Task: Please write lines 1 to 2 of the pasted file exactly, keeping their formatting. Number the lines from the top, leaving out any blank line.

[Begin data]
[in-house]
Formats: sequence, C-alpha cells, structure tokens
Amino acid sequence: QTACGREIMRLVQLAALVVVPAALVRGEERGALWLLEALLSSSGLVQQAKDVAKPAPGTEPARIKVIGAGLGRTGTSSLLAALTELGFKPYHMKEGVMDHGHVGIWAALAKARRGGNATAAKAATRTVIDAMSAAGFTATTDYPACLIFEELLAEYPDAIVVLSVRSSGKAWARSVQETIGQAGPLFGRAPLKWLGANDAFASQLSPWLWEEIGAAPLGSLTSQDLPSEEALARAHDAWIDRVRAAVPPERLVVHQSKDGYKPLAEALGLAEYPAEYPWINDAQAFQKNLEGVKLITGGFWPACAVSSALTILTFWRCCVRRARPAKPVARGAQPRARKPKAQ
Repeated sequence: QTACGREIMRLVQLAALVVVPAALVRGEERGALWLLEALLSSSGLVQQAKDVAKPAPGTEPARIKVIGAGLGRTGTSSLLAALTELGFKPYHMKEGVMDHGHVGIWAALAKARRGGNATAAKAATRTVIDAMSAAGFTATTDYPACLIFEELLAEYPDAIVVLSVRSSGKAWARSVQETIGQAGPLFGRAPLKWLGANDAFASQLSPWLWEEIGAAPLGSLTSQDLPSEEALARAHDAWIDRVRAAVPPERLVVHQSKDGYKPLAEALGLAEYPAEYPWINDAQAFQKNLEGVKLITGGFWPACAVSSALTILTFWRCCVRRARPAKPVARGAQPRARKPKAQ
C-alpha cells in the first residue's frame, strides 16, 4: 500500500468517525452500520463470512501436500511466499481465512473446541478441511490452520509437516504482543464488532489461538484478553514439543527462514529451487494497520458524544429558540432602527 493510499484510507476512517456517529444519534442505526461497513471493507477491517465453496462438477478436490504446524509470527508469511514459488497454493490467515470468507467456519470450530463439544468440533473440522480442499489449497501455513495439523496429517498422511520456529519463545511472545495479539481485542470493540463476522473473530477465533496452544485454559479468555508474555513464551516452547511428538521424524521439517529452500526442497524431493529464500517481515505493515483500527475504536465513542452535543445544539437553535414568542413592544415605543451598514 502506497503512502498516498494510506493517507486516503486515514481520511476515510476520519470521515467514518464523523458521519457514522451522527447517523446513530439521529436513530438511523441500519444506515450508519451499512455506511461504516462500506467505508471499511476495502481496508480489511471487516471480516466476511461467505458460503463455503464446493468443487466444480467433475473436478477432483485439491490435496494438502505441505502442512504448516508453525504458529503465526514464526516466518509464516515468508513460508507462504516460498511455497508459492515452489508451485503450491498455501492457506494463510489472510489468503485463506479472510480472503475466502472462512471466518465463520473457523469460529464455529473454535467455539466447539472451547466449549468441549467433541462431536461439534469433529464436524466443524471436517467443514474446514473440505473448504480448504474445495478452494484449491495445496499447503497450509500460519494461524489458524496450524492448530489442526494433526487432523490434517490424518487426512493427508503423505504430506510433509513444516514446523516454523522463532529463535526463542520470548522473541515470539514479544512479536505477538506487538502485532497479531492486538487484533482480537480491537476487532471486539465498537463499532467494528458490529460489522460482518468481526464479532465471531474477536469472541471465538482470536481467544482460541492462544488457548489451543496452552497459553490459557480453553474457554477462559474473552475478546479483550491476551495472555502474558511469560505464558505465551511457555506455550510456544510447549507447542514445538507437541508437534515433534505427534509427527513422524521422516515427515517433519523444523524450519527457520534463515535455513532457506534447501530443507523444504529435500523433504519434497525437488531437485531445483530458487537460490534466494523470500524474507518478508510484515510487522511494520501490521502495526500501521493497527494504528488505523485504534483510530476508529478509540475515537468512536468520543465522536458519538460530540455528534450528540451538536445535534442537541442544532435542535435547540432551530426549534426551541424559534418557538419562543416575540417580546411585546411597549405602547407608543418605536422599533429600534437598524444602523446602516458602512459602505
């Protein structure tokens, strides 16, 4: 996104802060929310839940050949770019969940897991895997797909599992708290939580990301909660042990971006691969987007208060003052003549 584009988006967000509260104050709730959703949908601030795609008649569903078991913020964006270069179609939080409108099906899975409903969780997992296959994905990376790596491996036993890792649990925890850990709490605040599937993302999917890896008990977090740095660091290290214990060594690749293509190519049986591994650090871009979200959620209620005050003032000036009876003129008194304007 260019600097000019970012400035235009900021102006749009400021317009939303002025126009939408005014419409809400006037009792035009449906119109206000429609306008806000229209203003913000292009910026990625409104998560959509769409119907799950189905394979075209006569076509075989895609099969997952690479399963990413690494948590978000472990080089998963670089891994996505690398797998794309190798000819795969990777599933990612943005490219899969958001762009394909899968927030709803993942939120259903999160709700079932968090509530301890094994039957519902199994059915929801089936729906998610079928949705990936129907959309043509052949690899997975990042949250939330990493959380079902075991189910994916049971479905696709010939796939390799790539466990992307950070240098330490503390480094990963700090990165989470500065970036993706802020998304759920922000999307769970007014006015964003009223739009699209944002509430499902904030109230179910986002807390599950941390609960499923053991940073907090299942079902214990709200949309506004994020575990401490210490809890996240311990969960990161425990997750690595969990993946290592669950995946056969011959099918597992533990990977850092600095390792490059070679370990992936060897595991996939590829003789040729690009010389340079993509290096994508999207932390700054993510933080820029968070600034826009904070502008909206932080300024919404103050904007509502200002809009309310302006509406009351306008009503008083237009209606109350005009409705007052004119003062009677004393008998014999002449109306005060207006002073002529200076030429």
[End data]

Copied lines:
[in-house]
Formats: sequence, C-alpha cells, structure tokens